CHAIRPERSON of human rights group Jamaicans for Justice (JFJ) Susan Goffe has come out in support of controversial statements attributed to former Assistant Commissioner of Police Leslie Green in the British press.
In a story carried in Sunday's edition of the Mirror, Green blasted the island's archaic crime-fighting capabilities.
Over his eight-year stint on secondment to the Jamaica Constabulary Force, Green constantly called on legislators to bring DNA legislation into being. However, that law is still to be passed almost a year since the Scottish-born Green packed his bags and left the country.
Last month, National Security Minister Peter Bunting announced that the law would come into effect by the end of March.
"There it still takes up to two years to get DNA results, unlike in the UK where you can get them in two days," Green said.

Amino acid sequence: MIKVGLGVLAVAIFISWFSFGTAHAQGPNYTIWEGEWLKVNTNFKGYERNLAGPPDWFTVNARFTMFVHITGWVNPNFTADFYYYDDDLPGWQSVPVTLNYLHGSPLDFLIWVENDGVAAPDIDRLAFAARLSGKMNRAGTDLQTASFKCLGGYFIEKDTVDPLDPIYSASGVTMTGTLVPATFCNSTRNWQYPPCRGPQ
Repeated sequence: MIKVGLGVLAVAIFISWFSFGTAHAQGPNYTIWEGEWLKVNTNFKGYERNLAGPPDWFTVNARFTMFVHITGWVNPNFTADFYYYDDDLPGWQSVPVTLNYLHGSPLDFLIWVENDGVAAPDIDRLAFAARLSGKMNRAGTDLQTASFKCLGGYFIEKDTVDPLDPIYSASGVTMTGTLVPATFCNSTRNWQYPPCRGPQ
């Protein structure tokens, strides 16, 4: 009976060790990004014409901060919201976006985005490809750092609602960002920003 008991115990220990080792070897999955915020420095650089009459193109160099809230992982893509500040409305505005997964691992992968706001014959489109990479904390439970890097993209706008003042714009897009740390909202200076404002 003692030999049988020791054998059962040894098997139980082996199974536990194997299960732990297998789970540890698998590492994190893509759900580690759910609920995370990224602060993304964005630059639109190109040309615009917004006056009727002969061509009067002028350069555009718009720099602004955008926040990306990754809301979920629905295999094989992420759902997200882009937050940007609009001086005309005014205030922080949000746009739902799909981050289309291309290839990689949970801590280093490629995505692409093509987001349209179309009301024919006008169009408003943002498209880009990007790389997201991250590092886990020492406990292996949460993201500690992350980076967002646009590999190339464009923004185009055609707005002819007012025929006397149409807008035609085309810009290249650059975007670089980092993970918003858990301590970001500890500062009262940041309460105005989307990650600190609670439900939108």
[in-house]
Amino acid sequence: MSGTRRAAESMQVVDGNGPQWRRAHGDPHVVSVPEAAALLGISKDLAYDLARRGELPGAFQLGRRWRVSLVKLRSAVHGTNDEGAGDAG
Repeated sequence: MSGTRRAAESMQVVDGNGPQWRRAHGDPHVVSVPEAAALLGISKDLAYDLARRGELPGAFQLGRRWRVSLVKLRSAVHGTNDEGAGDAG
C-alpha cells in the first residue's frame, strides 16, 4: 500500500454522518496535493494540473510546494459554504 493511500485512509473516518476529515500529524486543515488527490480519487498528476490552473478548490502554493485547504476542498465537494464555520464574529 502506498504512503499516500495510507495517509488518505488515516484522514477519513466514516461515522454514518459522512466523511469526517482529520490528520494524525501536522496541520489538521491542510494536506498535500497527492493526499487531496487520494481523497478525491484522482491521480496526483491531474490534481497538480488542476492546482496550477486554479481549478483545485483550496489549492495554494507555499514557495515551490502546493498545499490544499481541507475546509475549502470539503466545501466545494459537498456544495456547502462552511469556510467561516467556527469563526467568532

Goffe was in total agreement with that statement.
"I am not surprised. We have known for years that the forensic capabilities of the island have not been as good as it should be and has caused inordinate delays," Goffe said.
Green was also critical of his former colleagues and hit out at what he described as their lack of urgency in acquiring statements and general laid-back approach to the job.
Goffe agreed with that assessment as well.
"With regards to lack of urgency, we have known that too. The length of time it takes to get ballistic reports has been recently mentioned by the head of INDECOM (Terrence Williams). It is something that we have known for a long time. He has not said anything that has not been said by us in Jamaica," she told the Jamaica Observer.
Yesterday, the Police High Command said they were not yet prepared to comment on Green's statements.
"We are not prepared to comment at this time," Karl Angell, the constabulary's director of communications, said.